Siblings Sam and Ellie Studd were destined to work in the world of cheese, but it took them a while to realise it. After leaving school, Sam rode motorbikes across India and worked in hospitality, while Ellie was a clinical nurse consultant at the Royal Children’s Hospital for 10 years. But since their father, Will Studd, has been the most influential Australian name in cheese for over four decades, they couldn’t avoid the family business forever.

“Dad does cast a very big shadow and I mean that in the nicest way possible,” Sam tells Broadsheet. “We spent a lot of our school holidays travelling around Europe, where Dad would deal with producers, and we’d be hanging out with the kids. So whether we liked it or not, the family trips were often orientated around cheese.”

We’re sitting in the kitchen of Ellie’s cute-as-a-button terrace house in Melbourne’s inner north, talking to Sam on a laptop from his home in Byron Bay. As his face glows on the bench, Ellie unwraps a wheel of Brillat-Savarin soft-ripened cheese imported by their family business, Selected by Will Studd. She fills a bowl with golden honey, slices a fresh baguette from nearby bakery Loafer Bread, fans out some fruit crackers, and opens a block of Le Gruyere bought on a recent trip to Switzerland.

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This is outrageously delicious cheese – the French triple cream fills the mouth with velvety luxury, the gruyere crumbles with lingering complexity. Ellie says she and Sam like to bring cheese to parties and station themselves near the cheeseboard to watch as the guests have their minds blown one by one. As party tricks go, it’s a good one.

When their dad started talking about retiring a few years ago, the siblings realised they had too much assumed cheese knowledge and weren’t ready to farewell fromage. They have an older sister, Fleur, who runs successful coffee business Market Lane. Sam is the youngest, Ellie is the middle child.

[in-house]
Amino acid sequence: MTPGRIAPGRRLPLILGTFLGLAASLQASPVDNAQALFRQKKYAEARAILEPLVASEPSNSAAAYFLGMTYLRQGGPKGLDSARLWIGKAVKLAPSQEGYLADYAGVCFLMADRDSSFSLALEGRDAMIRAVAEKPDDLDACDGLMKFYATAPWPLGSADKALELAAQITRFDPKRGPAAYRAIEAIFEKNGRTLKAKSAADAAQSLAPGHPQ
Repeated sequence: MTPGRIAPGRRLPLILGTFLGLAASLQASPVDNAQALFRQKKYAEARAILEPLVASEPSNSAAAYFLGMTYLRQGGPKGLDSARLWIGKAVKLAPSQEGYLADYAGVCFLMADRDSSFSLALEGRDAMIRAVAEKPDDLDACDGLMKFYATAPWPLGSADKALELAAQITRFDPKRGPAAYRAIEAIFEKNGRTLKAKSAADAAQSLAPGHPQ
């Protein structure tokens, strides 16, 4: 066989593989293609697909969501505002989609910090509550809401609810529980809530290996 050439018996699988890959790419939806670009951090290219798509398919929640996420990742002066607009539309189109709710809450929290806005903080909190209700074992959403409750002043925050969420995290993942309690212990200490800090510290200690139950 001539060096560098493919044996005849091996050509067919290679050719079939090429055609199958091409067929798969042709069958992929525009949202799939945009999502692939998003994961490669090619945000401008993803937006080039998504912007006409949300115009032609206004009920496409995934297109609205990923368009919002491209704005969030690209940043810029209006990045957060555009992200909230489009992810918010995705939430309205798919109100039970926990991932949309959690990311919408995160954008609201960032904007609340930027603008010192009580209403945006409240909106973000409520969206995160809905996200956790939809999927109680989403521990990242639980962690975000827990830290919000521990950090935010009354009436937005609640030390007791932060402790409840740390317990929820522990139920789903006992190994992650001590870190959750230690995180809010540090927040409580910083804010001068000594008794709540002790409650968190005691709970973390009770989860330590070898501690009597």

“To be honest, in the beginning [us working in cheese] wasn’t particularly encouraged, so we really had to go out and cut our teeth,” Sam says. He worked at artisan cheesemaker Jasper Hill Farm in Vermont, USA; Ellie picked up experience at Neal’s Yard Dairy in the UK and later got a job at Melbourne’s Spring Street Grocer. They both became members of the Guilde Internationale des Fromagers and passed an American-based exam to become Certified Cheese Professionals (CCPs).

Credentials in place, they were finally ready to join their father’s business importing cheese to Australia and the USA, sourced from family farms around the world. Ellie has a marketing role in their “day job”, while Sam is across sales. On the side they’ve launched the Studd Siblings platform to educate the public with masterclasses and media gigs. “Part of the reason we set up Studd Siblings was to curate our own voice, because we don’t just want to be ‘Will Studd’s kids’, as much as we love our old man and he’s done so much for the industry,” Sam says.

“It’s about honouring and respecting what he has done, but connecting it to our own voice,” Ellie adds. “And so much of [what we do] is the same message of preserving traditional cheesemaking methods.”

The siblings have published a recipe column in Delicious magazine for the past six years, and now they’ve written a book – The Best Things in Life Are Cheese – released later this month. The expansive, 304-page cheese companion took two-and-a-half years to complete and offers a crash course in how to buy, store, cook and wow guests with cheese.

It includes 70 cheesy recipes organised by occasion, such as Brunch, Mates and Dates, or Slow Sundays. “We based that on how we talk in real life. Like we say, ‘Do you feel like a Midnight Snackie?’ Or, ‘Is it Sweetie Treaty time?’,” Ellie laughs, naming two more of the chapters. “We have this language around food and it’s often what time of day it is and what we feel like.”

The siblings spent a whole summer on the NSW North Coast testing the recipes for the book, essentially experimenting on themselves. “We never thought it would be possible for us to OD on cheese, but we ODed on cheese,” Ellie admits. “Sammy is an intuitive cook, so I’d be chasing him around the kitchen asking, ‘How much is that, half a teaspoon?’”

Sam interjects: “But just to be clear, all the measurements are correct in the book!”